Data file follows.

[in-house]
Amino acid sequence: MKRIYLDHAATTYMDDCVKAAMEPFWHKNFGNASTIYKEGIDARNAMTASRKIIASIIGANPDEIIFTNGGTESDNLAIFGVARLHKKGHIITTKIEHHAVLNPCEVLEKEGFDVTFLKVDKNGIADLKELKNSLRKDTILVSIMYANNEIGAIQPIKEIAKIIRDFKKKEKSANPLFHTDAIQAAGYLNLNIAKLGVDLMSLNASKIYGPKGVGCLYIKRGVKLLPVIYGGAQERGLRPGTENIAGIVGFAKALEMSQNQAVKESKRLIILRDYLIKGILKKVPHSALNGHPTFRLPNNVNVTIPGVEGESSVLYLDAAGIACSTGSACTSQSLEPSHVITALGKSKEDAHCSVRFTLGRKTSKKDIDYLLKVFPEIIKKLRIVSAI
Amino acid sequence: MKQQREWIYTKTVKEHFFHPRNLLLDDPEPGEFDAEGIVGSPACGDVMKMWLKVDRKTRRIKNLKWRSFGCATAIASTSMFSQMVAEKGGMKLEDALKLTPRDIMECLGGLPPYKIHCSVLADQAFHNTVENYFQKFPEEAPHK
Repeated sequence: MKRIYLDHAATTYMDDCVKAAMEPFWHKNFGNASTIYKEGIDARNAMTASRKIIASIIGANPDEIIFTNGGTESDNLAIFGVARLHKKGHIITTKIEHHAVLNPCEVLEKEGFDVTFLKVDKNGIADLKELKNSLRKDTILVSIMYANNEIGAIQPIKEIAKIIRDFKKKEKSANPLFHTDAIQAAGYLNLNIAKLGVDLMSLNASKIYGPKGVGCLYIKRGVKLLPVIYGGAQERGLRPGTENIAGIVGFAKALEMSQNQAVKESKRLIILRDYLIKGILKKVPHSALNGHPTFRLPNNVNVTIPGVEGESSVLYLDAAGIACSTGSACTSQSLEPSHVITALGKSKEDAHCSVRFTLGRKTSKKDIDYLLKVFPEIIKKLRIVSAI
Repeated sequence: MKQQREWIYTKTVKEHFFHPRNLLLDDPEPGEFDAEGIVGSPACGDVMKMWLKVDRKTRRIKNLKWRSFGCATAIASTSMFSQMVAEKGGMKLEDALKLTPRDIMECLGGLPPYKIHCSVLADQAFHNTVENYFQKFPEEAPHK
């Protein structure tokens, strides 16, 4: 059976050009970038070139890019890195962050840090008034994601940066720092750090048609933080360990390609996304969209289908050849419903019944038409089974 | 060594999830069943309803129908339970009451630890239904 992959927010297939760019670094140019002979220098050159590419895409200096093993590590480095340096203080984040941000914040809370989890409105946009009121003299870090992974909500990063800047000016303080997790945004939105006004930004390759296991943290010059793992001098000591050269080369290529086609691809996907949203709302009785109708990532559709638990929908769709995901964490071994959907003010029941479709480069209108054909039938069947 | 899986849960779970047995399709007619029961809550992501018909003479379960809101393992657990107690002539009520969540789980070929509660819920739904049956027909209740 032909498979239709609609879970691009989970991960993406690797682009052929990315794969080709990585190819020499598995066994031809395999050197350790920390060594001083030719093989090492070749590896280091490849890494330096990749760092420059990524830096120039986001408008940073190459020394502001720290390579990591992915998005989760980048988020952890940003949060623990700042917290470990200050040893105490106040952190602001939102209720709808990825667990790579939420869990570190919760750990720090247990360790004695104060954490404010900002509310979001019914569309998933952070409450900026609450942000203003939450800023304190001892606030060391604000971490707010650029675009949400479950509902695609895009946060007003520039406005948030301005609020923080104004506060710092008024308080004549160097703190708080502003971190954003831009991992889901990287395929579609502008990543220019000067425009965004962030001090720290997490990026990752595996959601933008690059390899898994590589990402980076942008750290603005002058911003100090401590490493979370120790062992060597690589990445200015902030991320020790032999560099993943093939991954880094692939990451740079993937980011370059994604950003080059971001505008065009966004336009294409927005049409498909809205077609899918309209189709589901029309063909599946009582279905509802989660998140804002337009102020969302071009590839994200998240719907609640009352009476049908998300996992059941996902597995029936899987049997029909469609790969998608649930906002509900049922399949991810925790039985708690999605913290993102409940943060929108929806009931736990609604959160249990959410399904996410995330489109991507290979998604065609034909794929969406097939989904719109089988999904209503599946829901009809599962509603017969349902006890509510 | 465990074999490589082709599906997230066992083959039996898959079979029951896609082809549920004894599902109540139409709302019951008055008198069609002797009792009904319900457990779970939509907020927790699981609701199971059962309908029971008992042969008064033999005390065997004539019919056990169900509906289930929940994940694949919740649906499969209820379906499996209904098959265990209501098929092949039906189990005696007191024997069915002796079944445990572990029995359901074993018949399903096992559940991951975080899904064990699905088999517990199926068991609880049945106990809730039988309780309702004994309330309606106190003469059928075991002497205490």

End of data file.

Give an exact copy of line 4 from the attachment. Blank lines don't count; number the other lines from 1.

Repeated sequence: MKRIYLDHAATTYMDDCVKAAMEPFWHKNFGNASTIYKEGIDARNAMTASRKIIASIIGANPDEIIFTNGGTESDNLAIFGVARLHKKGHIITTKIEHHAVLNPCEVLEKEGFDVTFLKVDKNGIADLKELKNSLRKDTILVSIMYANNEIGAIQPIKEIAKIIRDFKKKEKSANPLFHTDAIQAAGYLNLNIAKLGVDLMSLNASKIYGPKGVGCLYIKRGVKLLPVIYGGAQERGLRPGTENIAGIVGFAKALEMSQNQAVKESKRLIILRDYLIKGILKKVPHSALNGHPTFRLPNNVNVTIPGVEGESSVLYLDAAGIACSTGSACTSQSLEPSHVITALGKSKEDAHCSVRFTLGRKTSKKDIDYLLKVFPEIIKKLRIVSAI